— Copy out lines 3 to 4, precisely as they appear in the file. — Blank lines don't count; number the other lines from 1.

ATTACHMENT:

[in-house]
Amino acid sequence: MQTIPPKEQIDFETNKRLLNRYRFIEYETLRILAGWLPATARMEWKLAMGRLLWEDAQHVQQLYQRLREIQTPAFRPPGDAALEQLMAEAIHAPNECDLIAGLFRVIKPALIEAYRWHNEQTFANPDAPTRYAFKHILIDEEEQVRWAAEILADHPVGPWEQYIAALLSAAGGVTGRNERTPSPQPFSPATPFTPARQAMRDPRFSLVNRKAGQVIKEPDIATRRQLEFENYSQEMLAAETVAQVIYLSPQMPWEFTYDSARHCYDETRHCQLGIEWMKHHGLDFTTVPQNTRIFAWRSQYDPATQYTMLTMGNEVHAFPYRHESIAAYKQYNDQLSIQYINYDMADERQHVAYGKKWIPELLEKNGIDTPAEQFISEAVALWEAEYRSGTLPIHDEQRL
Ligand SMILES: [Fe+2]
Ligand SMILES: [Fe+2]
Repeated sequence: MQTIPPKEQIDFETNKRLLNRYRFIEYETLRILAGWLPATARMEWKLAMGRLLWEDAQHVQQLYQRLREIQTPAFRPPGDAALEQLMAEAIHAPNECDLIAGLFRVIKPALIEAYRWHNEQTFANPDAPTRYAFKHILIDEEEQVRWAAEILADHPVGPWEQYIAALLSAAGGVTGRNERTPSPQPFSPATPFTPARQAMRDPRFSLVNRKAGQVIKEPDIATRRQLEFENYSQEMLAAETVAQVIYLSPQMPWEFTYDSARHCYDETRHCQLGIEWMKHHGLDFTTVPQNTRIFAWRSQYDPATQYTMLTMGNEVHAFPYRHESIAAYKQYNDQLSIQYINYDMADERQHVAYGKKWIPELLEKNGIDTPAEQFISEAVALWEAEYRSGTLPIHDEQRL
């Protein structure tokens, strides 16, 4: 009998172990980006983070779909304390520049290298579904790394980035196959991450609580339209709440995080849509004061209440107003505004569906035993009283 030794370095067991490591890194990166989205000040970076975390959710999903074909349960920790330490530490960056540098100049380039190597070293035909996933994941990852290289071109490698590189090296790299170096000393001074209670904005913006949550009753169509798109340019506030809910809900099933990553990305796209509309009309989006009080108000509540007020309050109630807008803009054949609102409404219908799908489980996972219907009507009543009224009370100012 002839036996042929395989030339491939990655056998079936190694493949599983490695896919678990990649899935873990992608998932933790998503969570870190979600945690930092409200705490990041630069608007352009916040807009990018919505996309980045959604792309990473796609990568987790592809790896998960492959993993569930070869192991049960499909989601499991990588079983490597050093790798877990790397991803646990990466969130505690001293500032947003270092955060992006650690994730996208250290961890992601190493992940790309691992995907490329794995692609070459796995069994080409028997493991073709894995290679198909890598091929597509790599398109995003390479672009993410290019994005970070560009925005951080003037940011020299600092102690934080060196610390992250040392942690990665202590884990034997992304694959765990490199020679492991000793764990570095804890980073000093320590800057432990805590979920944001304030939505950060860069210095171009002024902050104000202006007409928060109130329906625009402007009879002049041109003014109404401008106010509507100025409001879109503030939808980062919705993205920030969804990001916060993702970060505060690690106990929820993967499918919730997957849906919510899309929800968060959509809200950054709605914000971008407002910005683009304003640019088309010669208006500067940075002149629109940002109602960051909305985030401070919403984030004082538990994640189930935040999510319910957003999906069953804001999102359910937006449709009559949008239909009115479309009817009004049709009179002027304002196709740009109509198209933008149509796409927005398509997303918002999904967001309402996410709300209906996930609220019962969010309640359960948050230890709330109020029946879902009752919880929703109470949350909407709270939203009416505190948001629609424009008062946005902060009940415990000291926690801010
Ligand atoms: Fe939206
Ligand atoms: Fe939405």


Ligand SMILES: [Fe+2]
Ligand SMILES: [Fe+2]